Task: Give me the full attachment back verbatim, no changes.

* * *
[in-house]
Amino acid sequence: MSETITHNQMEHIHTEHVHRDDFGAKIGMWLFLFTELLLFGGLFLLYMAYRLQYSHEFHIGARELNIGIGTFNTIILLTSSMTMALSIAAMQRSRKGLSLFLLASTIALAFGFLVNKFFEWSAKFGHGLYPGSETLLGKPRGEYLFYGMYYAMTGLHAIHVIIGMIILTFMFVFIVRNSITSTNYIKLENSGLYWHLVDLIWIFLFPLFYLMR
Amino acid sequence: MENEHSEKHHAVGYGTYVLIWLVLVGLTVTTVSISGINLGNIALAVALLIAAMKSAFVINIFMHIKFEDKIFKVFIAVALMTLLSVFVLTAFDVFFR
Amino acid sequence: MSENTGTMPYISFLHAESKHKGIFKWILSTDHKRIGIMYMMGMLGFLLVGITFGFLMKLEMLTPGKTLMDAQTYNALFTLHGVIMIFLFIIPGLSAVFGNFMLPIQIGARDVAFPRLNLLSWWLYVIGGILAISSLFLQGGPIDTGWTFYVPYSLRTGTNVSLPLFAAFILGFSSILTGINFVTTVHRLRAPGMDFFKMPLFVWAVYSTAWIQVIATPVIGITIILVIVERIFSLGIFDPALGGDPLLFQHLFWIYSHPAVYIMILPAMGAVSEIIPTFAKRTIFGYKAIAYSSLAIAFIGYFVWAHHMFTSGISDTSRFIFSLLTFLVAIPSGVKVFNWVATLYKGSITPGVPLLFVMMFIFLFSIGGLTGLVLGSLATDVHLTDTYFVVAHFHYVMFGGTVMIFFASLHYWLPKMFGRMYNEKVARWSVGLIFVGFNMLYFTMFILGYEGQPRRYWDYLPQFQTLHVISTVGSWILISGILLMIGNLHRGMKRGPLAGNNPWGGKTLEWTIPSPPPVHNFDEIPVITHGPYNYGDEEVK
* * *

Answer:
[in-house]
Amino acid sequence: MSETITHNQMEHIHTEHVHRDDFGAKIGMWLFLFTELLLFGGLFLLYMAYRLQYSHEFHIGARELNIGIGTFNTIILLTSSMTMALSIAAMQRSRKGLSLFLLASTIALAFGFLVNKFFEWSAKFGHGLYPGSETLLGKPRGEYLFYGMYYAMTGLHAIHVIIGMIILTFMFVFIVRNSITSTNYIKLENSGLYWHLVDLIWIFLFPLFYLMR
Amino acid sequence: MENEHSEKHHAVGYGTYVLIWLVLVGLTVTTVSISGINLGNIALAVALLIAAMKSAFVINIFMHIKFEDKIFKVFIAVALMTLLSVFVLTAFDVFFR
Amino acid sequence: MSENTGTMPYISFLHAESKHKGIFKWILSTDHKRIGIMYMMGMLGFLLVGITFGFLMKLEMLTPGKTLMDAQTYNALFTLHGVIMIFLFIIPGLSAVFGNFMLPIQIGARDVAFPRLNLLSWWLYVIGGILAISSLFLQGGPIDTGWTFYVPYSLRTGTNVSLPLFAAFILGFSSILTGINFVTTVHRLRAPGMDFFKMPLFVWAVYSTAWIQVIATPVIGITIILVIVERIFSLGIFDPALGGDPLLFQHLFWIYSHPAVYIMILPAMGAVSEIIPTFAKRTIFGYKAIAYSSLAIAFIGYFVWAHHMFTSGISDTSRFIFSLLTFLVAIPSGVKVFNWVATLYKGSITPGVPLLFVMMFIFLFSIGGLTGLVLGSLATDVHLTDTYFVVAHFHYVMFGGTVMIFFASLHYWLPKMFGRMYNEKVARWSVGLIFVGFNMLYFTMFILGYEGQPRRYWDYLPQFQTLHVISTVGSWILISGILLMIGNLHRGMKRGPLAGNNPWGGKTLEWTIPSPPPVHNFDEIPVITHGPYNYGDEEVK